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Of course, things didn’t work out that way. Between October 2018 and March 2020—the start of the pandemic—GE’s stock was pretty much flat, meaning that the chance of Culp getting his “inducement award” was between slim and none. Then GE took a turn for the worse. Between Valentine’s Day 2020 and May 15, 2020, the company’s stock plunged around 57 percent, to around $5.50. Culp’s stock award was no longer even remotely achievable. No problem! Let’s recut his deal! In April 2020, Culp voluntarily agreed to forgo the balance of his 2020 salary, leaving him with what he had already been paid, or about $653,000. He also voluntarily gave up his 2020 cash bonus, the $3.75 million. Per his original contract, his 2020 compensation also included a $15 million annual stock bonus, with a roughly three-year vesting period.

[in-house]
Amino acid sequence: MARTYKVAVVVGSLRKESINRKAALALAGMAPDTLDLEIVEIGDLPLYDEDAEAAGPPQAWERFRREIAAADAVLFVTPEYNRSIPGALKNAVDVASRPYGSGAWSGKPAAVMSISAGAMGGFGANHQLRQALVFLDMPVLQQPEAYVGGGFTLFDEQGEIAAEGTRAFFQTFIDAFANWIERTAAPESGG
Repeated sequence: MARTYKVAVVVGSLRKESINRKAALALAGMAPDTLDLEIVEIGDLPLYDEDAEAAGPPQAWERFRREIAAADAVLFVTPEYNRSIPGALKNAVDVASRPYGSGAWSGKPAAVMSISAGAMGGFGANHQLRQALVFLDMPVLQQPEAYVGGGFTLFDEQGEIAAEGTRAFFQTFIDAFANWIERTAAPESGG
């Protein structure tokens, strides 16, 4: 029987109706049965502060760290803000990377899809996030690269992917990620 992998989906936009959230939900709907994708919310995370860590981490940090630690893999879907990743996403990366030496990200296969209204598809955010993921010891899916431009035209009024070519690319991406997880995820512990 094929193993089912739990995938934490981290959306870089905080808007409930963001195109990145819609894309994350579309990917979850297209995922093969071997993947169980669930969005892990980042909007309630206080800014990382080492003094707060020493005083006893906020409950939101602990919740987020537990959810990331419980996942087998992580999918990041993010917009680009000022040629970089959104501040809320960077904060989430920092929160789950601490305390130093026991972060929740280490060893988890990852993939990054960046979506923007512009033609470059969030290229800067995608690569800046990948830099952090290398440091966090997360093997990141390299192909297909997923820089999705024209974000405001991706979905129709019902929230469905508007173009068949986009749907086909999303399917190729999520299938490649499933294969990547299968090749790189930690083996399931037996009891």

Meanwhile, he and the independent members of the GE board of directors, were working on a new deal for him. On August 18, 2020, the GE board amended Culp’s 2018 contract. The term of the contract was extended to at least through August 2024, and potentially also for another year, to August 2025. As part of the contract revision, Culp voluntarily relinquished the “inducement award” granted at the time of his hiring. Then, the board replaced it with a new “Leadership Performance Share Award,” which, according to GE’s 2020 proxy, was “intended to provide Mr. Culp with the incentive to continue to provide services to GE during this extended employment term” and “as it became clear…that the GE transformation would take longer than previously contemplated.” It was worth, potentially, some $233 million to Culp if the GE stock price increased by 150 percent.